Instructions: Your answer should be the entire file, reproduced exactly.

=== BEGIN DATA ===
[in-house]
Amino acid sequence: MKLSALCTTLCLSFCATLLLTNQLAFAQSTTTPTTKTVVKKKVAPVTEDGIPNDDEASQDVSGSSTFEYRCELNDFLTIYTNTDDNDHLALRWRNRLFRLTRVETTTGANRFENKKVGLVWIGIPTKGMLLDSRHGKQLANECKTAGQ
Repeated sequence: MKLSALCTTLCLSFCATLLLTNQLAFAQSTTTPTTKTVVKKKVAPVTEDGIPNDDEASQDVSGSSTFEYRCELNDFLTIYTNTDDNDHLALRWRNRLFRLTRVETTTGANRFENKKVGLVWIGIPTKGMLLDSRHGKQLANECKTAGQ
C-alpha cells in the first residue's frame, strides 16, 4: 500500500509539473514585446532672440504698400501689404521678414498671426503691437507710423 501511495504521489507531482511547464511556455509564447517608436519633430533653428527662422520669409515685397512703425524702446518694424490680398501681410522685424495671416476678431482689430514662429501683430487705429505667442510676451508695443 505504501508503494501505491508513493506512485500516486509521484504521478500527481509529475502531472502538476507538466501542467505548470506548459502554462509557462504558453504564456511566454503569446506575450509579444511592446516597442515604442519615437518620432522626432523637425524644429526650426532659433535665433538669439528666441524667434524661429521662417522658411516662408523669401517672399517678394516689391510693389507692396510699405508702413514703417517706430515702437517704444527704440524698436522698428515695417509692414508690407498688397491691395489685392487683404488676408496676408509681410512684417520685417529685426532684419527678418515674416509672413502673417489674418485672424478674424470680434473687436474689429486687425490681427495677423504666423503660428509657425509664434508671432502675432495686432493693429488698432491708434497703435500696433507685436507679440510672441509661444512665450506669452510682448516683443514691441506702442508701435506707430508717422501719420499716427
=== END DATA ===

[in-house]
Amino acid sequence: MKLSALCTTLCLSFCATLLLTNQLAFAQSTTTPTTKTVVKKKVAPVTEDGIPNDDEASQDVSGSSTFEYRCELNDFLTIYTNTDDNDHLALRWRNRLFRLTRVETTTGANRFENKKVGLVWIGIPTKGMLLDSRHGKQLANECKTAGQ
Repeated sequence: MKLSALCTTLCLSFCATLLLTNQLAFAQSTTTPTTKTVVKKKVAPVTEDGIPNDDEASQDVSGSSTFEYRCELNDFLTIYTNTDDNDHLALRWRNRLFRLTRVETTTGANRFENKKVGLVWIGIPTKGMLLDSRHGKQLANECKTAGQ
C-alpha cells in the first residue's frame, strides 16, 4: 500500500509539473514585446532672440504698400501689404521678414498671426503691437507710423 501511495504521489507531482511547464511556455509564447517608436519633430533653428527662422520669409515685397512703425524702446518694424490680398501681410522685424495671416476678431482689430514662429501683430487705429505667442510676451508695443 505504501508503494501505491508513493506512485500516486509521484504521478500527481509529475502531472502538476507538466501542467505548470506548459502554462509557462504558453504564456511566454503569446506575450509579444511592446516597442515604442519615437518620432522626432523637425524644429526650426532659433535665433538669439528666441524667434524661429521662417522658411516662408523669401517672399517678394516689391510693389507692396510699405508702413514703417517706430515702437517704444527704440524698436522698428515695417509692414508690407498688397491691395489685392487683404488676408496676408509681410512684417520685417529685426532684419527678418515674416509672413502673417489674418485672424478674424470680434473687436474689429486687425490681427495677423504666423503660428509657425509664434508671432502675432495686432493693429488698432491708434497703435500696433507685436507679440510672441509661444512665450506669452510682448516683443514691441506702442508701435506707430508717422501719420499716427